Every writer makes a transition in which he goes from being bold and erratic to precise and accurate. I don’t mean facts.
It’s the words, stupid. It used to be the economy back before it became a football to be tossed back and forth between political parties.
Everyone has memories that cause shudders of regret. Even now failed dates, not that there was an overabundance during my formative years, cause chills and goose bumps. Oh, how stupid, how naïve, was I. If I’d played it right, she and I might be married right now, and I wouldn’t be sitting here wondering whatever happened to Betty Jean Mabel So-and-So.
Some of the memories I’ve been unable to suppress involve times when I was trying to convince people I was smarter than I was. There’s an old joke about those mischievous twins Jimmy and Johnny (who today are undoubtedly named Jason and Justin):
AT BEDTIME, THE NIGHT BEFORE EASTER
Jimmy: “You know, I feel like I’m about to blossom into manhood.”
Johnny: “Me, too.”
Jimmy: “We need to do something about it, you know, let everybody know we done grown up.”
Johnny: “Huh. You’re sure right. Reckon what we could do?”
Jimmy: “Well, it seems like to me that the first things folks do when they get grown up is they start using cuss words.”
Johnny: “It do seem like that’s true.”
Jimmy: “I tell you what. I’ll get me a cuss word, and you get you a cuss word, and next chance we get, we’ll just th’ow it out there and see what happens.”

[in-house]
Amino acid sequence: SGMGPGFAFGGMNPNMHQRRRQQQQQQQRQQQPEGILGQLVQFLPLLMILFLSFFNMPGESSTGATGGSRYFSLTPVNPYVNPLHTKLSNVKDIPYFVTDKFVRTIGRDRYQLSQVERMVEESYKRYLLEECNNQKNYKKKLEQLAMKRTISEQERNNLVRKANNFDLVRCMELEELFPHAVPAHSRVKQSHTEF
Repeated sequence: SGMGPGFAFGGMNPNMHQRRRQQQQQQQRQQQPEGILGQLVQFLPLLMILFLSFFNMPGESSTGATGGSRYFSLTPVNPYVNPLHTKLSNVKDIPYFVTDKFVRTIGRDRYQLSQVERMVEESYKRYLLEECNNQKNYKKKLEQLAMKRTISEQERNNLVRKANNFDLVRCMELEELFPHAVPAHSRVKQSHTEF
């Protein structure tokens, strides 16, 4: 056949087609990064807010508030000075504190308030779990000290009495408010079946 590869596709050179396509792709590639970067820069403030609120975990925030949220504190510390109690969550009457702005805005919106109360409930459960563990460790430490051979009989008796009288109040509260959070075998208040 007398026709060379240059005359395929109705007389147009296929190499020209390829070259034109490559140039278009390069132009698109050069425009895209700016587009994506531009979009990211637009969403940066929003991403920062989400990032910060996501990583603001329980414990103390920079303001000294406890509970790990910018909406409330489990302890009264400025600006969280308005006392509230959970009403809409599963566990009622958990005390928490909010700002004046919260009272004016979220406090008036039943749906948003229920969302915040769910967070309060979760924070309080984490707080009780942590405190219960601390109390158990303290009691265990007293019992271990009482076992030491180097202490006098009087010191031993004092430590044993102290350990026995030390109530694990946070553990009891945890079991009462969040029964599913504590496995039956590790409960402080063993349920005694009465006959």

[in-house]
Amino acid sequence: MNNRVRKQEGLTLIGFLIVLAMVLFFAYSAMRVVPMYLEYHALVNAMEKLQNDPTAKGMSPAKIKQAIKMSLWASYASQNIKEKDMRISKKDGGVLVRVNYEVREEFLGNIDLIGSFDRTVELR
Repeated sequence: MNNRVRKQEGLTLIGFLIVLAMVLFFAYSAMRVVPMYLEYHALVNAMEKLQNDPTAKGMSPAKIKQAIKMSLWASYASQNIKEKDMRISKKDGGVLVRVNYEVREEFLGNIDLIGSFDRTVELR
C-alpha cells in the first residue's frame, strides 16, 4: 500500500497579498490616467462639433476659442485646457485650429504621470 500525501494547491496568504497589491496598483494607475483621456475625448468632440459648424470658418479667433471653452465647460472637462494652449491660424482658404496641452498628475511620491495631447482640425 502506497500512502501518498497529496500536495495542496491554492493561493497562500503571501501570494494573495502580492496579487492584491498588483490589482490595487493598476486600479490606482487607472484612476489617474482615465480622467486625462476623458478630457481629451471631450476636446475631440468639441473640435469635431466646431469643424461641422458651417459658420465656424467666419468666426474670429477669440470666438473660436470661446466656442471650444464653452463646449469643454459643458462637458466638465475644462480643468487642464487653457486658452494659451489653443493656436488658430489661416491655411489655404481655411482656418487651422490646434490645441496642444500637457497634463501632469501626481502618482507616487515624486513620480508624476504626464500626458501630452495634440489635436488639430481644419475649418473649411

Johnny: “All right, yeah, that’ll work. What word you gon’ use?”
Jimmy: “Hell. Aw, hell. Hell, what you think you doing? I like that.”
Johnny: “Me, too. Hell, why’d you get to go first?”
Jimmy: “That’s my word. You get your own.”
Johnny: “All right, then, I will. You bet your sweet ass. I’m gonna take a whole sentence.”
Jimmy: “I wish I’d thought of it.”
BREAKFAST, EASTER MORNING. THE TWINS, ALL DUDED UP IN THEIR EASTER SUITS, SIT ACROSS FROM EACH OTHER AT THE BREAKFAST TABLE, DAD READING THE PAPER, MOM FIXING BREAKFAST.
Mom: “What would you like for breakfast, Jimmy?”
Jimmy: “Aw, hell, Mom, gimme some Cheerios.”
WITHOUT A WORD, DAD BACKHANDS LITTLE JIMMY, WHO FALLS BACKWARDS INTO THE REFRIGERATOR AND LIES THERE IN A HEAP. HE STARES DEFIANTLY AT JOHNNY.
Mom: “What would you like for breakfast, Johnny?”
Johnny: “Uh, you bet your sweet ass it ain’t Cheerios.”
I suppose this joke doesn’t age particularly well, since, if, in fact, Dad had backhanded Jimmy and sent him sprawling, instead of saying “you bet your sweet ass,” Johnny would today have called Social Services on his cell phone and had Dad slapped with community service and counseling.
When I was relatively fresh from the halls of academe, I tried too hard to impress people, too. I’d go out drinking with the other writers, everyone else would hold court and tell “war stories,” and I didn’t have any, so I just tried feebly to impress the rest with my vocabulary. Particularly if a lot of beer was involved, as it frequently was, I’d throw out the occasional word whose meaning wasn’t altogether clear. I knew it was a word, but I was only vaguely aware of where it lived.
Over time, and by trial and error, I built my knowledge of the allegedly native tongue. This involved a dictionary nearby. Eventually, what penetrated the brain, encased in my hard head, was the knowledge that the right word was superior to the large one. Large ones are fine but only when right.